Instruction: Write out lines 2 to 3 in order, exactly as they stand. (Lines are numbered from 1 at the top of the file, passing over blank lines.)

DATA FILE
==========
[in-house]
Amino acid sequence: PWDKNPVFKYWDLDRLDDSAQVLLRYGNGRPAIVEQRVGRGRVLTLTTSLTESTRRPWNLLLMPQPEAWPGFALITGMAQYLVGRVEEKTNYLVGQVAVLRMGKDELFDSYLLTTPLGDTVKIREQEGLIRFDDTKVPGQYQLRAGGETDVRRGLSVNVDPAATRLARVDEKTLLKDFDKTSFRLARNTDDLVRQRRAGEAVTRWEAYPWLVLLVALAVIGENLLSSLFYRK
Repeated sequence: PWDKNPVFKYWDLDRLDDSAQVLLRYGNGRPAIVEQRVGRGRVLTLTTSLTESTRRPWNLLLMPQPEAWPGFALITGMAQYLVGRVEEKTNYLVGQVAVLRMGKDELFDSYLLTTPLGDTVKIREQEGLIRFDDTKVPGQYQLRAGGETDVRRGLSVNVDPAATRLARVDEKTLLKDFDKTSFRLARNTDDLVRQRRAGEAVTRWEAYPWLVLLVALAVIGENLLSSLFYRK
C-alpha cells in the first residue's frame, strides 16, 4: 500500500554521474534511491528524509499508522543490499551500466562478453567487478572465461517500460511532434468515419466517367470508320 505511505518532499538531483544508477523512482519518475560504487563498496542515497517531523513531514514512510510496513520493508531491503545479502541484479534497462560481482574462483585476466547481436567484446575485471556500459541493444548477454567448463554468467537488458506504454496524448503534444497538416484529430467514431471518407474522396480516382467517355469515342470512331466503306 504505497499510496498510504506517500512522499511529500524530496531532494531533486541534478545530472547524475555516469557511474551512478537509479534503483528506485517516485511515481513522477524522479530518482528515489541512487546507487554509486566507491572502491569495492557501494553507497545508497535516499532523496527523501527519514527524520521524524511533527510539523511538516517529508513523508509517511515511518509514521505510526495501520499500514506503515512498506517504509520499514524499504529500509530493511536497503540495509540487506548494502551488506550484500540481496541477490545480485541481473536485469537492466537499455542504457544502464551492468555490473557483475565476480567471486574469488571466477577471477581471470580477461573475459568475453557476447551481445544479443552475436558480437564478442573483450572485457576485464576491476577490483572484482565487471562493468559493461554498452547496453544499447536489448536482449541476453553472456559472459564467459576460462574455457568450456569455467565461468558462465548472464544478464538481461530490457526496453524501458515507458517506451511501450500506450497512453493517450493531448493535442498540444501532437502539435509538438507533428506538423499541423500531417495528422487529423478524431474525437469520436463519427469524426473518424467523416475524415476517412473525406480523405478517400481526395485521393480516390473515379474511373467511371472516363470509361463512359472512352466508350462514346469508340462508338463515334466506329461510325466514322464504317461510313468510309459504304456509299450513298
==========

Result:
Amino acid sequence: PWDKNPVFKYWDLDRLDDSAQVLLRYGNGRPAIVEQRVGRGRVLTLTTSLTESTRRPWNLLLMPQPEAWPGFALITGMAQYLVGRVEEKTNYLVGQVAVLRMGKDELFDSYLLTTPLGDTVKIREQEGLIRFDDTKVPGQYQLRAGGETDVRRGLSVNVDPAATRLARVDEKTLLKDFDKTSFRLARNTDDLVRQRRAGEAVTRWEAYPWLVLLVALAVIGENLLSSLFYRK
Repeated sequence: PWDKNPVFKYWDLDRLDDSAQVLLRYGNGRPAIVEQRVGRGRVLTLTTSLTESTRRPWNLLLMPQPEAWPGFALITGMAQYLVGRVEEKTNYLVGQVAVLRMGKDELFDSYLLTTPLGDTVKIREQEGLIRFDDTKVPGQYQLRAGGETDVRRGLSVNVDPAATRLARVDEKTLLKDFDKTSFRLARNTDDLVRQRRAGEAVTRWEAYPWLVLLVALAVIGENLLSSLFYRK